The first building to be completed in Nigeria’s cutting-edge city of the future, Eko Atlantic, has been acquired by oil magnate and Chairman of Seplat Petroleum Development Company Plc, Dr. ABC Orjiako.
The 15-storey building, designated Alpha 1 or Afren Tower, was designed by James Cubitt architects and built by the Chagoury-owned construction firm, ITB Nigeria Limited, for a private investor with the intention of having Afren Plc, once a London Stock Exchange (LSE) listed independent oil and gas firm with interests in Nigeria, Ghana, Kurdistan, The Gabon and Cote d’Ivoire, as its anchor tenant.
However, by the time Alpha 1 was completed last year, Afren had filed for administration, following allegations of unauthorised bonus payments by the company’s joint venture partner to the then CEO and CFO of Afren, a crippling bond default, its inability to refinance its operations, and eventual delisting from the LSE.
With Afren in administration, an air of uncertainty befell Alpha 1 but this was lifted some months ago when Orjiako, an orthopaedic surgeon, with extensive interests in the oil and gas sector spanning more than two decades, bought the property
With the acquisition of the building, THISDAY learnt that Orjiako has commenced the relocation of one of his exploration and production firm – Salvic Petroleum – to Alpha 1.
When contacted to confirm the acquisition of the building, Orjiako denied that he had bought the tower, however, top officials who work for Gilbert and Jack Chagoury who are behind the development of Eko Atlantic City, and two bank CEOs in the know of the transaction, maintained that he bought the building in his wife, Henrietta Orjiako’s name.
Another source claimed that Orjiako was not interested in making his latest acquisition public in order to keep his creditors at bay.
Although Orjiako holds the majority interest in Salvic Petroleum, the company is chaired by Mr. Oye Hassan Odukale, who is also the MD/CEO of Leadway Assurance Limited, and has his wife, Henrietta, as its executive vice chairman. Another director of the company includes Ikem Okafor who doubles as its CEO.
Salvic will be remembered for its attempt to take over the Strategic Alliance Agreement (SAA) held by Jide Omokore’s Atlantic Energy Drilling Concept (AEDC) for the financing of six oil blocks operated by the Nigerian Petroleum Development Company, the E&P subsidiary of the Nigerian National Petroleum Corporation (NNPC), until the deal fell through last year.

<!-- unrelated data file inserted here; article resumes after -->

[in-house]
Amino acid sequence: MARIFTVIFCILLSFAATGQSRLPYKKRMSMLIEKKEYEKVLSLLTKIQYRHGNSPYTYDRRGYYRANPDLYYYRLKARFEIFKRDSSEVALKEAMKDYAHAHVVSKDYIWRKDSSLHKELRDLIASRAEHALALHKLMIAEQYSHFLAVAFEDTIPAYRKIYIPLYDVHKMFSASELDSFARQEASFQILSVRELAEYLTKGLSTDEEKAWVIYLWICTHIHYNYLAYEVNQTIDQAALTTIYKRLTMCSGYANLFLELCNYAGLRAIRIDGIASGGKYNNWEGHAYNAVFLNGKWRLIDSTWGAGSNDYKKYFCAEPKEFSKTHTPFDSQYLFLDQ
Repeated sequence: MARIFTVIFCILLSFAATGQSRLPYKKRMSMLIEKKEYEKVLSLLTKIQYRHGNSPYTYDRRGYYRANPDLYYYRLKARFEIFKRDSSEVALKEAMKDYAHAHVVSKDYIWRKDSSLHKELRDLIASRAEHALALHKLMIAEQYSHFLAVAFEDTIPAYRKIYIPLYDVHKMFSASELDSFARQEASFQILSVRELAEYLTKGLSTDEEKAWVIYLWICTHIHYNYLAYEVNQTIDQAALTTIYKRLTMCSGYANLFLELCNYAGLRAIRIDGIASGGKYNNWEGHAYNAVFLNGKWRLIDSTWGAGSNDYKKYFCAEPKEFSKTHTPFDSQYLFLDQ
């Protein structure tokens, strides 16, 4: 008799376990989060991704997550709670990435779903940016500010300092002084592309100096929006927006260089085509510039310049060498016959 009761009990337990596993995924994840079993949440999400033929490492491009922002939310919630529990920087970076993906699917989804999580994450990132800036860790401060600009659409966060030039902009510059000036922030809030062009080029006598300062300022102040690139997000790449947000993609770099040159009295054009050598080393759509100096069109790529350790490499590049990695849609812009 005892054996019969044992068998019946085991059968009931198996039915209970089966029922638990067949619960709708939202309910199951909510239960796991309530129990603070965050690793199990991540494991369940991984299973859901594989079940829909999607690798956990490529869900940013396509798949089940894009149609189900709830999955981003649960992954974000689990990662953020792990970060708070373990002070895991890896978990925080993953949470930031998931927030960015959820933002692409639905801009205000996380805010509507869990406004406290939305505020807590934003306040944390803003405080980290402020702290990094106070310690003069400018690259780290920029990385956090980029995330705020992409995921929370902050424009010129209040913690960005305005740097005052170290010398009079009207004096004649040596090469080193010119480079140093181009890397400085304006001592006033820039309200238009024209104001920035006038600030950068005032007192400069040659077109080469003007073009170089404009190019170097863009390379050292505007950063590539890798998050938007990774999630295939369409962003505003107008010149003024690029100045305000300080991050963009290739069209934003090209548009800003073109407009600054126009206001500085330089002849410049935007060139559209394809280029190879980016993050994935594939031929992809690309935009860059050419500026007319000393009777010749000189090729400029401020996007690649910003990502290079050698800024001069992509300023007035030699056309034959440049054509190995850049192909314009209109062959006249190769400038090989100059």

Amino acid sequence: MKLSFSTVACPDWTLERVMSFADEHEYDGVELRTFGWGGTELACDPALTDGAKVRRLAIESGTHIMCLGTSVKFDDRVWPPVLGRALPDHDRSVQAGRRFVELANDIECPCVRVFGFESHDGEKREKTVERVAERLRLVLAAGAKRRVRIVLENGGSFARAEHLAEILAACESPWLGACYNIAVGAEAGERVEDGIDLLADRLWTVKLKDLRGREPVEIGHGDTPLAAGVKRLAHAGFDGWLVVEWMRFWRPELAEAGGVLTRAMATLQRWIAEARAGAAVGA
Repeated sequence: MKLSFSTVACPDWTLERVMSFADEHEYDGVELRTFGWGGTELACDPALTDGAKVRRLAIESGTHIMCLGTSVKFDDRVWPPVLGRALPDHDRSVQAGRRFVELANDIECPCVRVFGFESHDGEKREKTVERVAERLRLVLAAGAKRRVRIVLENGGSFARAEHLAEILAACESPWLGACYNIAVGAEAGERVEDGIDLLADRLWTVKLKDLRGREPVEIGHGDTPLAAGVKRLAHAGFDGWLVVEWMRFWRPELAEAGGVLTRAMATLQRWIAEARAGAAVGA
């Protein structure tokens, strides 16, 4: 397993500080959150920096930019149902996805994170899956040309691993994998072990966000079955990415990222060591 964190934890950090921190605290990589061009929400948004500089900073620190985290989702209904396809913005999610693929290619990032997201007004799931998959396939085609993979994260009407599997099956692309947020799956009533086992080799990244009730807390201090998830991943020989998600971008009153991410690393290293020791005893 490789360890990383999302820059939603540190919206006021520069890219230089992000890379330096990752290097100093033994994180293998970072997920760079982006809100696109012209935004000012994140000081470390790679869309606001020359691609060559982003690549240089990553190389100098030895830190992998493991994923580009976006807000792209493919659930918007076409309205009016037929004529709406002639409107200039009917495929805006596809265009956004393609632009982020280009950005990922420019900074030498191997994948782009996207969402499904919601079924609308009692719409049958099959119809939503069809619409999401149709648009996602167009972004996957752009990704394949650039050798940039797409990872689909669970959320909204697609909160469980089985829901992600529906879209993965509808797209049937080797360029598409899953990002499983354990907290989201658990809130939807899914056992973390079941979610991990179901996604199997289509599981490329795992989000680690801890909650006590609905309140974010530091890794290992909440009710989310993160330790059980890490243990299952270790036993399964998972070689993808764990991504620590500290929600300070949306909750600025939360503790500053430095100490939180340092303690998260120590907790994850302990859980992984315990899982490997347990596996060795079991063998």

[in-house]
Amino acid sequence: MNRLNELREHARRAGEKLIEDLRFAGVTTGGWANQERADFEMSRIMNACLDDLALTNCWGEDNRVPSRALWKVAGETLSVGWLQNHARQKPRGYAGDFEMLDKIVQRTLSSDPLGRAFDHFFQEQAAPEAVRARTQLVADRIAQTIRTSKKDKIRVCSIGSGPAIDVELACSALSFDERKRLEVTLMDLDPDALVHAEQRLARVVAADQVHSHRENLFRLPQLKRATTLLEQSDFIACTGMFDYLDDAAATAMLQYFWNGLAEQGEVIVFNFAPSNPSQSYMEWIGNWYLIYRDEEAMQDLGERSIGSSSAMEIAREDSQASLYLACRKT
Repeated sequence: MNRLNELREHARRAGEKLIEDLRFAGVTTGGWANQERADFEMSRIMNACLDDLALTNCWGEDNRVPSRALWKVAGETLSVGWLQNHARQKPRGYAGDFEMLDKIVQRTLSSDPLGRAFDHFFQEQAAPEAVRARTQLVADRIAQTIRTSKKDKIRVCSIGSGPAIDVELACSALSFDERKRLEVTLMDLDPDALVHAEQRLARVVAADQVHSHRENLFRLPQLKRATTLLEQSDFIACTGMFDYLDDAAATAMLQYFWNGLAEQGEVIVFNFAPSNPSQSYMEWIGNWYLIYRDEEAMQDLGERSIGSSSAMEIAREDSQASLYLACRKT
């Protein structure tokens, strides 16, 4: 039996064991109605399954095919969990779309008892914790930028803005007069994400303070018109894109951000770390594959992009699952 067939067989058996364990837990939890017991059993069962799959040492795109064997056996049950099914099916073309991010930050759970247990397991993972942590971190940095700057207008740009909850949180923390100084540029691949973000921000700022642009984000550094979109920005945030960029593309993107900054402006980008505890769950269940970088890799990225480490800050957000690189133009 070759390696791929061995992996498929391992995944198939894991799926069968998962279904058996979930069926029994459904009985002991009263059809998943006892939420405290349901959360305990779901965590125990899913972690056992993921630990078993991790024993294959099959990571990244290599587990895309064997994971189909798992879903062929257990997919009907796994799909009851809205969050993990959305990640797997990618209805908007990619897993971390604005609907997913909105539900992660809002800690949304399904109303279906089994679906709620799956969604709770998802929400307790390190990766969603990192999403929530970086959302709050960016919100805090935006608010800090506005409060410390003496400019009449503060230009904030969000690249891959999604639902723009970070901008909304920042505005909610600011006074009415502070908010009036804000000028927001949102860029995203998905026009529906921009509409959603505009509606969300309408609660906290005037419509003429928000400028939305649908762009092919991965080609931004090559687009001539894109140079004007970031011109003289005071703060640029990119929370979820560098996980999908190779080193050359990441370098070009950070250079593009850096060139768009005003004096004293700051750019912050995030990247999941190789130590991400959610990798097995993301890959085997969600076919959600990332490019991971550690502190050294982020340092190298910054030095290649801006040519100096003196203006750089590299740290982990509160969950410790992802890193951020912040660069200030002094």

Despite its inability to get the federal government’s approval for the SAA after a competitive tender, Salvic has turned its sights on providing services as a sub-contractor to Shoreline Natural Resources Limited and its partner, UK-based Heritage Oil, operator of Oil Mining Lease (OML) 30.
OML 30, located 35km east of Warri in Delta State, is a joint venture oil block held by NPDC (55 per cent) and Shoreline/Heritage (45 per cent).
Shoreline/Heritage acquired their interest in the block from Shell in 2013 during the second round of asset sales held by the Anglo/Dutch multinational and its partners.
A senior official of Shoreline confirmed that Salvic, with its track record in E&P operations, has helped to ramp up production in the prolific oil block, which has 11 fields, to 60,000 barrels per day.
The Shoreline official also confirmed that his company has leased some space in Alpha 1 for proper integration of its personnel with the staff of Salvic.
The Shoreline oil block was one of many affected by heightened militancy in the western Niger Delta last year, especially when the Niger Delta Avengers (NDA) bombed the 87km Trans Forcados Pipeline (TFP), forcing many producers in the region to shut-in production.
The TFP was eventually repaired by Abbeycourt, another firm founded by Orjiako in the 1990s, enabling Shell to reopen the Forcados Oil Terminal (FOT) in Delta State.